People who don’t believe in adoption trauma didn’t see my three-and-a-half year old’s son reaction when I angrily told him
I’m ashamed, I am. It was an unusually difficult day, with him home from school sick with the sort of illness that spontaneously resolves an hour after drop-off. I’d hopefully began my day, intending to write and do the other invisible things mothers do while children are busy growing.
By evening and before my writing workshop, I’d had it with L’s* “failure to listen.” He, along with the dog, ran sprints around my first floor, screaming and barking in a way that made it difficult to determine which noise was coming from what temporary monstrosity. My husband was almost home and I was putting on my coat so I could escape.
L lunged down the narrow hallway, screaming a preschooler’s typical gibberish. I screamroared
Mommy’s leaving you because you never listen.
The dog stopped.
The air in the house, previously made of shaking atoms and vibrating sound waves, became a paralytic poison.
L’s face held none of the smiling glee from the seconds before I swiped at his confidence. He looked at me with a primal vulnerability. He considered my threat and said
You can’t leave. We family.
And in that moment I realized exactly what I said and what adoption trauma did to me. It transformed mothering into an option, a threat, a weapon. A powerful tool to wield at misbehaving children because I believed myself unwanted. A five-second declaration laid bare my fractured attitude toward family.
I share this shameful moment as proof of a child’s awareness of a mother’s presence. And that a threat to leave—not just to leave to run errands but to leave, forever—is understood in a child’s abstract way. My voice, a tool used for sharing my own adoption trauma, issued forth the same threat adoptees received from their relinquishments.
I hope readers struggling to accept the reality of adoption trauma read my words and finally believe. Believe babies and children are equipped with survival instincts so heightened that those intuitions remain at the forefront of their innocent defense; and, believe, for once, this trauma manifests itself throughout an adoptee’s lifetime.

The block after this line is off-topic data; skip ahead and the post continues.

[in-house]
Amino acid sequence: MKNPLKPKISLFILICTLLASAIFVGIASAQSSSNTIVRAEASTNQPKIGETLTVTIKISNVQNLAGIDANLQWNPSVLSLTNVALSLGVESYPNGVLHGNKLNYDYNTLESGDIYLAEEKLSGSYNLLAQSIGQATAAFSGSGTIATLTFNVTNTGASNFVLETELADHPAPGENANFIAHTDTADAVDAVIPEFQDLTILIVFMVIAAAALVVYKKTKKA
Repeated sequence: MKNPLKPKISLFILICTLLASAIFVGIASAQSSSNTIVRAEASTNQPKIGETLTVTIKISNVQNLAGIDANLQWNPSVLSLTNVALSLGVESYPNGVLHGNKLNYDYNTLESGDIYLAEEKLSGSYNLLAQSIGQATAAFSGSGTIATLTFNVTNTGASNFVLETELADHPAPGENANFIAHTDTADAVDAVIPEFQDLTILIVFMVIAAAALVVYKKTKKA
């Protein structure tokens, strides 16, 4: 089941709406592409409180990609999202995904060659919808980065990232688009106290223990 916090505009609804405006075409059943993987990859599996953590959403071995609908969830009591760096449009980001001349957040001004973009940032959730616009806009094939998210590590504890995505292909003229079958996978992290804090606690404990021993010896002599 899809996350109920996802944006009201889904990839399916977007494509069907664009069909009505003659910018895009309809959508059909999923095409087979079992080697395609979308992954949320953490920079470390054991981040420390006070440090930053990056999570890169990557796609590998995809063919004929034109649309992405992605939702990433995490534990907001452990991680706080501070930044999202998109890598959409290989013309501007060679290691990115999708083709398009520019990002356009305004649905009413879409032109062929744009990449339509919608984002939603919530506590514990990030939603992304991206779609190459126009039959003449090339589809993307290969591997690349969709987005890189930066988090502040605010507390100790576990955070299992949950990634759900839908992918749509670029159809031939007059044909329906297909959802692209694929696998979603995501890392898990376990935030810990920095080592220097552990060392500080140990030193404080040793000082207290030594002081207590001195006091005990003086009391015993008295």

I am not proud of my behavior. I am working conscientiously to correct my words and understand my actions. I have since apologized to my sweet son, but I want my example to ring forth as a warning:
Adoption trauma exists. Overcoming trauma takes years of dedicated work. Adults possess a power over children that deserves mindful awareness. Please remember: Children are listening.
*Name abbreviated to protect the (literal) innocent. And to prevent him from, years from now, yelling “MOOOMMM!” when he finds my writings.
5 thoughts on ““we family”: a message on adoption trauma, from my son”
There are some very powerful statements in this post. Good read
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One thing I know for sure is that Moms are human beings, too. There is always time for rupture and repair
I’m sorry I missed replying to this comment. Thank you for your encouraging words. It’s so hard. I feel like I have to be perfect all the time.
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Such a raw, honest piece. *Of course* adoption trauma is real and lifelong. I’m the mom of a 32yo daughter adopted from Korea at 7 mo. Her loss & grief is as much a part — a tender, valuable part — as any other aspect of the constellation of personality & experiences that make up who she is in the world. (As the mother of a lively 4yo boy, I think she will totally relate to this post, which I’ll be passing on to her.)
Perhaps adoptive parents fail to honor the truth of this trauma out of fear. Of course we want to protect our children, and it’s scary to think they have a hurt we can’t “fix.” But wishing it weren’t there doesn’t make it go away. When we deny its existence, we force our children to carry it alone.
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Oh my gosh, I love your comment and honesty and wish I could plaster it all over. We NEED more transracial adoptive parents like you speaking out like this, not because you see your adoption/parenting as a “failure” but because it is the truth. Every parent, adoptive, foster, or not, has limits and accepting them instead of demonizing those who highlight those weaknesses is crucial.
Thank you so much for doing so much good…and for listening <3.